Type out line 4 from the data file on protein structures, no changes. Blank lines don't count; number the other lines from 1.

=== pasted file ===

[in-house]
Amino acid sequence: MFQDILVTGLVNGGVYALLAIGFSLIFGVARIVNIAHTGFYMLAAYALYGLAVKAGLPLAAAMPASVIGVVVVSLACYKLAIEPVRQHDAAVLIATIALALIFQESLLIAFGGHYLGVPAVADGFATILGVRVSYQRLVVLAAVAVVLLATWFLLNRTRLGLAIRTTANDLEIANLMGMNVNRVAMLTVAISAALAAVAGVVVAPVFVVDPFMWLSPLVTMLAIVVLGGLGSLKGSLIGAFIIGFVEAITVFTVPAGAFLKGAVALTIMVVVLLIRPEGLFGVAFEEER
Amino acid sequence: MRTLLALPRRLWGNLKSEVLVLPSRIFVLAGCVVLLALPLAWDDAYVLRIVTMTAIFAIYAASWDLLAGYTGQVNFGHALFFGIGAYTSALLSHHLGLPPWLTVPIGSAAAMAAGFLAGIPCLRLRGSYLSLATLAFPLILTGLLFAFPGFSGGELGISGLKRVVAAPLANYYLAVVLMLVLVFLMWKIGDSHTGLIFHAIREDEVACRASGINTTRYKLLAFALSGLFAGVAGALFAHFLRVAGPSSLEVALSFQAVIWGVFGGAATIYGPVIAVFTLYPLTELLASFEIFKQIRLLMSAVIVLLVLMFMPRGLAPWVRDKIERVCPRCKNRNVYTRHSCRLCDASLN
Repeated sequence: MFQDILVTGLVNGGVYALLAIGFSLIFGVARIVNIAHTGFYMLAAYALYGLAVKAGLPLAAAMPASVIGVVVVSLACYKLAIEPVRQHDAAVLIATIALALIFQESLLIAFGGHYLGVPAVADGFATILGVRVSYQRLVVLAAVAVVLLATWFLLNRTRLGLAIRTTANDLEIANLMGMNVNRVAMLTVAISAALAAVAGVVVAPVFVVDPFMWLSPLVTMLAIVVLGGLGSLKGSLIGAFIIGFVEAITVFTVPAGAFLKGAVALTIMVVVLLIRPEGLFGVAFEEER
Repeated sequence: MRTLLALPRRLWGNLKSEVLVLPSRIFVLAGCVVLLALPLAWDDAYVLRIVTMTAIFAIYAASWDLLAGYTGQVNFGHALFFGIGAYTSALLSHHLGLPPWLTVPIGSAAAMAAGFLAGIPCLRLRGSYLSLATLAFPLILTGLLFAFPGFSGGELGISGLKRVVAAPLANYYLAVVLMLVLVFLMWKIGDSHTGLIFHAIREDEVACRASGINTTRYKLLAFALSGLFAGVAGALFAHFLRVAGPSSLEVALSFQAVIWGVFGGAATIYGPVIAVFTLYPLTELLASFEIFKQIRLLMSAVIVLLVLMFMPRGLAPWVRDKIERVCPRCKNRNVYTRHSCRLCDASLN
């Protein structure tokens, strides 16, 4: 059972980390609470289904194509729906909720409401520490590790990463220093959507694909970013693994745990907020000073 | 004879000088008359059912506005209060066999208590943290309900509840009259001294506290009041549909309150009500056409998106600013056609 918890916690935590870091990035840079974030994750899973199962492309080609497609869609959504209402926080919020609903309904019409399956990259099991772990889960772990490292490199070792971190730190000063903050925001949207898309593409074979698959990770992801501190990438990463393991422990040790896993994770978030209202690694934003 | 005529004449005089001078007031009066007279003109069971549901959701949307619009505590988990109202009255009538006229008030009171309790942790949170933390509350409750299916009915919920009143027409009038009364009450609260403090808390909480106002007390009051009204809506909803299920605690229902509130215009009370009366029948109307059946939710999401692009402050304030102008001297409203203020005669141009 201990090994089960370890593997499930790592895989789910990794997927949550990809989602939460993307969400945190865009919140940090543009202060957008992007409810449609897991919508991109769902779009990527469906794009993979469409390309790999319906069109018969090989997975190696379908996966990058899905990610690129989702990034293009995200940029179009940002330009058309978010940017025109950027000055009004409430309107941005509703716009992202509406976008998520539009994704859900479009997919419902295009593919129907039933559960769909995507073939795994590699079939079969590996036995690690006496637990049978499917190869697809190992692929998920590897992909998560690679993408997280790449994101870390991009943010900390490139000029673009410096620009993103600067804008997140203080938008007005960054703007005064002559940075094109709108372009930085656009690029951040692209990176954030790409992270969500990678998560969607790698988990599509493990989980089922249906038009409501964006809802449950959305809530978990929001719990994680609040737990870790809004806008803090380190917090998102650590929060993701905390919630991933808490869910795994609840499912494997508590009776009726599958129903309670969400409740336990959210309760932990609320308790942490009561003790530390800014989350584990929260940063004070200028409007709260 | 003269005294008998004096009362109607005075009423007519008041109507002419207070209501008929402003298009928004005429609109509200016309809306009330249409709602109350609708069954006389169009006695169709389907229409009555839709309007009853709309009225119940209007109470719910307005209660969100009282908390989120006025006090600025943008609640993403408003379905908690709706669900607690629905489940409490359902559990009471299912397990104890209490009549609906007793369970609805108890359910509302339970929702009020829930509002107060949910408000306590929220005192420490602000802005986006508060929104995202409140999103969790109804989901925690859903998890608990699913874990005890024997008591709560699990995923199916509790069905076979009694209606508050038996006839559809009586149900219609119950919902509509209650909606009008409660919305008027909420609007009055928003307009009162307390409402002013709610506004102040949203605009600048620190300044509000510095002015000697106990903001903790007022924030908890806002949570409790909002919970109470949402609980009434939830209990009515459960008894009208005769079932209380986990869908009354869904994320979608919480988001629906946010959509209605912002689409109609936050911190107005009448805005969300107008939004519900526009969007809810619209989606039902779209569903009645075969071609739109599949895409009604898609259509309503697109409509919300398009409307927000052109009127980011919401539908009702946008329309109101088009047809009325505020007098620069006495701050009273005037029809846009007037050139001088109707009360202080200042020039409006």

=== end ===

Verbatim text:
Repeated sequence: MFQDILVTGLVNGGVYALLAIGFSLIFGVARIVNIAHTGFYMLAAYALYGLAVKAGLPLAAAMPASVIGVVVVSLACYKLAIEPVRQHDAAVLIATIALALIFQESLLIAFGGHYLGVPAVADGFATILGVRVSYQRLVVLAAVAVVLLATWFLLNRTRLGLAIRTTANDLEIANLMGMNVNRVAMLTVAISAALAAVAGVVVAPVFVVDPFMWLSPLVTMLAIVVLGGLGSLKGSLIGAFIIGFVEAITVFTVPAGAFLKGAVALTIMVVVLLIRPEGLFGVAFEEER